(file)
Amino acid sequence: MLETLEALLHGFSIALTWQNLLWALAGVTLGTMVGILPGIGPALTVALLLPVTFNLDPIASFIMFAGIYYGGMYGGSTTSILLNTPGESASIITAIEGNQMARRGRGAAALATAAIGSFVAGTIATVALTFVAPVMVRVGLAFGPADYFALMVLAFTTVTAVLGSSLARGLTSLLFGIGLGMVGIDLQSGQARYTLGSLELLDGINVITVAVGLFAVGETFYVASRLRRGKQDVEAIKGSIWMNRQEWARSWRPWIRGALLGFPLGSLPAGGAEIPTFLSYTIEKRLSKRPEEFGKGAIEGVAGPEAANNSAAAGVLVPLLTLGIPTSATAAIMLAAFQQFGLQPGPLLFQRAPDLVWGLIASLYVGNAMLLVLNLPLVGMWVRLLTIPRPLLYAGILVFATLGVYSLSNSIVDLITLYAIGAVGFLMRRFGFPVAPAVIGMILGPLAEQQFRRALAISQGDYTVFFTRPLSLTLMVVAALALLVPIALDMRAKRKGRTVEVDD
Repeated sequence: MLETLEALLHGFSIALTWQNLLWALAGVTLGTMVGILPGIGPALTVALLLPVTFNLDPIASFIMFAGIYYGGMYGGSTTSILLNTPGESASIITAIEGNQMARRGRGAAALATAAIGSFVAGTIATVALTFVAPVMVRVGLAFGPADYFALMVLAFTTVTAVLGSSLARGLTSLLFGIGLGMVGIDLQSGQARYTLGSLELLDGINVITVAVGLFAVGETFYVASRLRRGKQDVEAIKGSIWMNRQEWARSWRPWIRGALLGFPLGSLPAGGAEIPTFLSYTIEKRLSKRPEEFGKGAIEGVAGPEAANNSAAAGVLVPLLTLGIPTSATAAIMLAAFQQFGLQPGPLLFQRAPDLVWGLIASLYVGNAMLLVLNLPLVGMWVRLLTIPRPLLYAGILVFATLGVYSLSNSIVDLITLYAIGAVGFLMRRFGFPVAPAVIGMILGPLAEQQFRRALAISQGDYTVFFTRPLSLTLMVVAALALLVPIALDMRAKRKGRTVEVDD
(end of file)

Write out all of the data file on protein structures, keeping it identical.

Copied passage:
Amino acid sequence: MLETLEALLHGFSIALTWQNLLWALAGVTLGTMVGILPGIGPALTVALLLPVTFNLDPIASFIMFAGIYYGGMYGGSTTSILLNTPGESASIITAIEGNQMARRGRGAAALATAAIGSFVAGTIATVALTFVAPVMVRVGLAFGPADYFALMVLAFTTVTAVLGSSLARGLTSLLFGIGLGMVGIDLQSGQARYTLGSLELLDGINVITVAVGLFAVGETFYVASRLRRGKQDVEAIKGSIWMNRQEWARSWRPWIRGALLGFPLGSLPAGGAEIPTFLSYTIEKRLSKRPEEFGKGAIEGVAGPEAANNSAAAGVLVPLLTLGIPTSATAAIMLAAFQQFGLQPGPLLFQRAPDLVWGLIASLYVGNAMLLVLNLPLVGMWVRLLTIPRPLLYAGILVFATLGVYSLSNSIVDLITLYAIGAVGFLMRRFGFPVAPAVIGMILGPLAEQQFRRALAISQGDYTVFFTRPLSLTLMVVAALALLVPIALDMRAKRKGRTVEVDD
Repeated sequence: MLETLEALLHGFSIALTWQNLLWALAGVTLGTMVGILPGIGPALTVALLLPVTFNLDPIASFIMFAGIYYGGMYGGSTTSILLNTPGESASIITAIEGNQMARRGRGAAALATAAIGSFVAGTIATVALTFVAPVMVRVGLAFGPADYFALMVLAFTTVTAVLGSSLARGLTSLLFGIGLGMVGIDLQSGQARYTLGSLELLDGINVITVAVGLFAVGETFYVASRLRRGKQDVEAIKGSIWMNRQEWARSWRPWIRGALLGFPLGSLPAGGAEIPTFLSYTIEKRLSKRPEEFGKGAIEGVAGPEAANNSAAAGVLVPLLTLGIPTSATAAIMLAAFQQFGLQPGPLLFQRAPDLVWGLIASLYVGNAMLLVLNLPLVGMWVRLLTIPRPLLYAGILVFATLGVYSLSNSIVDLITLYAIGAVGFLMRRFGFPVAPAVIGMILGPLAEQQFRRALAISQGDYTVFFTRPLSLTLMVVAALALLVPIALDMRAKRKGRTVEVDD